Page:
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Combustible grain, 30-ton semi-trucks and moving rail cars are just a few of the safety hazards elevator employees and farmers at the MillerCoors Barley Operations in Huntley, Mont., face everyday as they handle the highest quality barley for the MillerCoors beers. Their effort to work safe is not only making sure that they do their part to create the first-rate beers customers expect, but that they go about doing it as safely as possible.
In a new web video called “Setting the Gold Standard,” MillerCoors employees at the barley elevator in Huntley tell the story of how they are committed to working safely and making sure employees and barley farmers go home at the end of the day without incident. WorkSafeMT produced the video, at http://www.youtube.com/user/WorkSafeMT.
“Farmers and elevator employees are some of the hardest workers around,” said George Kochman, program manager for WorkSafeMT. “We want to show the agricultural community an example of how workplace safety can be integrated with the same dedication to producing the highest quality product.”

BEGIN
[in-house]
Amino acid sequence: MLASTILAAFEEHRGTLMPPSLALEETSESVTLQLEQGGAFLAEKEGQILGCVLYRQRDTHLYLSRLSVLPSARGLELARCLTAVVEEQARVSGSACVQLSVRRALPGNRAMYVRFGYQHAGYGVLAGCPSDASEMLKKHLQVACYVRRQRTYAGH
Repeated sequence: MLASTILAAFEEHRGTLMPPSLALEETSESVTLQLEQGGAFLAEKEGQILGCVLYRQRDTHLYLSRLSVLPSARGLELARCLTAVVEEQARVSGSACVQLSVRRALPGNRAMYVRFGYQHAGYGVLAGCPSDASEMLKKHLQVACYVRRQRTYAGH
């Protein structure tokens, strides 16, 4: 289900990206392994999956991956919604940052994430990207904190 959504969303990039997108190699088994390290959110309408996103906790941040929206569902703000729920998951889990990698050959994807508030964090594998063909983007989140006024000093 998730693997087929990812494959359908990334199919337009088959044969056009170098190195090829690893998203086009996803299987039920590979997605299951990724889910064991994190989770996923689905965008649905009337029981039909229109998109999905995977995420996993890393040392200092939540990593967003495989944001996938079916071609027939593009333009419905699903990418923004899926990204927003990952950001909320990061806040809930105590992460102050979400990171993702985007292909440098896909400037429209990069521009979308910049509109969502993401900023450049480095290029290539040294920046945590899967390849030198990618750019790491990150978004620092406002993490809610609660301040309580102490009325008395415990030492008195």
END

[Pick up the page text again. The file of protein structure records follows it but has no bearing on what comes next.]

In recognition of its safety excellence, the MillerCoors elevator is considered a “star” site in OSHA’s Voluntary Protection Program.. “At our elevator, managers and employees come together to solve safety concerns and issues,” said Wade Malchow, group manager of Brewing Materials for MillerCoors Barley Operations. “We use our safety management system to make sure workers are educated on all hazards and taught to be vocal about pointing them out, and for each safety concern, we have specific tools and protocols in place to prevent injuries.”
To lower the risk of explosive barley dust, the elevator has an extensive filtration system and housekeeping is of utmost importance. Around rail cars, workers are in constant communication and have a comprehensive training and fall protection system. And for those 150 to 225 semi-trucks that come through the elevator each day, signs and electronic tools are in place to make sure farmers stay in their trucks and out of harm’s way.
“We want people to know that when they open a Coors Light or a Blue Moon that they’re not only drinking some of Montana’s finest barley, but that the workers and farmers who helped produce that beer also went home safely at the end of the day to their families and enjoyed a cold one too,” said Malchow.
The Big Sky Business Journal
P.O. Box 3262
Billings, MT 59103